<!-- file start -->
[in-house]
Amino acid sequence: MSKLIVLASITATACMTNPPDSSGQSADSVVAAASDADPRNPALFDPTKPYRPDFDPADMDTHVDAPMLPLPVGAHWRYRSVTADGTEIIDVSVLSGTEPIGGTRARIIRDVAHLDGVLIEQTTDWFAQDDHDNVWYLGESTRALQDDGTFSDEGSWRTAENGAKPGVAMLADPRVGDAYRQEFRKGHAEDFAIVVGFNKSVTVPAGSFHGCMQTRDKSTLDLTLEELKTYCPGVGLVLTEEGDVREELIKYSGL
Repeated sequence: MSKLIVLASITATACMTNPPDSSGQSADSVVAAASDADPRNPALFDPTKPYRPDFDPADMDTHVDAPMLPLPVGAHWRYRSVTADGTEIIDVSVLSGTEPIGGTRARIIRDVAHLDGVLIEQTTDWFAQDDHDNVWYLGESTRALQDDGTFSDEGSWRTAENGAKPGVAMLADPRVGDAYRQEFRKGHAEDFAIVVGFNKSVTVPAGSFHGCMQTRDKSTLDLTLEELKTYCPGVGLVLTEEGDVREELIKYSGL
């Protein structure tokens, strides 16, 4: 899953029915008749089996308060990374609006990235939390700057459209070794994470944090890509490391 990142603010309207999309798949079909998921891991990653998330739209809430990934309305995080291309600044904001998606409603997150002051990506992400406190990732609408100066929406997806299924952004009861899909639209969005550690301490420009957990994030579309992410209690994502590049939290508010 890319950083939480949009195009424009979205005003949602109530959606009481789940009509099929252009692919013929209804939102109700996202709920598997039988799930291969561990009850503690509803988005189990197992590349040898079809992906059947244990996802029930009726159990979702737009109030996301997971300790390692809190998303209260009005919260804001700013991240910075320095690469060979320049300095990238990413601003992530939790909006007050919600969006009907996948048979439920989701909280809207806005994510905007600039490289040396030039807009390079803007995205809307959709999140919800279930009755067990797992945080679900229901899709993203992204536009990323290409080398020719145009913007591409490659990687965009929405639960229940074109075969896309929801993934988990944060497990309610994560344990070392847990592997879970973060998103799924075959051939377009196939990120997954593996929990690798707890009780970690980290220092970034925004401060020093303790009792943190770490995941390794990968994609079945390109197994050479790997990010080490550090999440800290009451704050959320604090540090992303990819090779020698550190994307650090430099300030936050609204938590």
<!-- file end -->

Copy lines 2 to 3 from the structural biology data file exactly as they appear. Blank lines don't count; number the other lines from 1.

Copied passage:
Amino acid sequence: MSKLIVLASITATACMTNPPDSSGQSADSVVAAASDADPRNPALFDPTKPYRPDFDPADMDTHVDAPMLPLPVGAHWRYRSVTADGTEIIDVSVLSGTEPIGGTRARIIRDVAHLDGVLIEQTTDWFAQDDHDNVWYLGESTRALQDDGTFSDEGSWRTAENGAKPGVAMLADPRVGDAYRQEFRKGHAEDFAIVVGFNKSVTVPAGSFHGCMQTRDKSTLDLTLEELKTYCPGVGLVLTEEGDVREELIKYSGL
Repeated sequence: MSKLIVLASITATACMTNPPDSSGQSADSVVAAASDADPRNPALFDPTKPYRPDFDPADMDTHVDAPMLPLPVGAHWRYRSVTADGTEIIDVSVLSGTEPIGGTRARIIRDVAHLDGVLIEQTTDWFAQDDHDNVWYLGESTRALQDDGTFSDEGSWRTAENGAKPGVAMLADPRVGDAYRQEFRKGHAEDFAIVVGFNKSVTVPAGSFHGCMQTRDKSTLDLTLEELKTYCPGVGLVLTEEGDVREELIKYSGL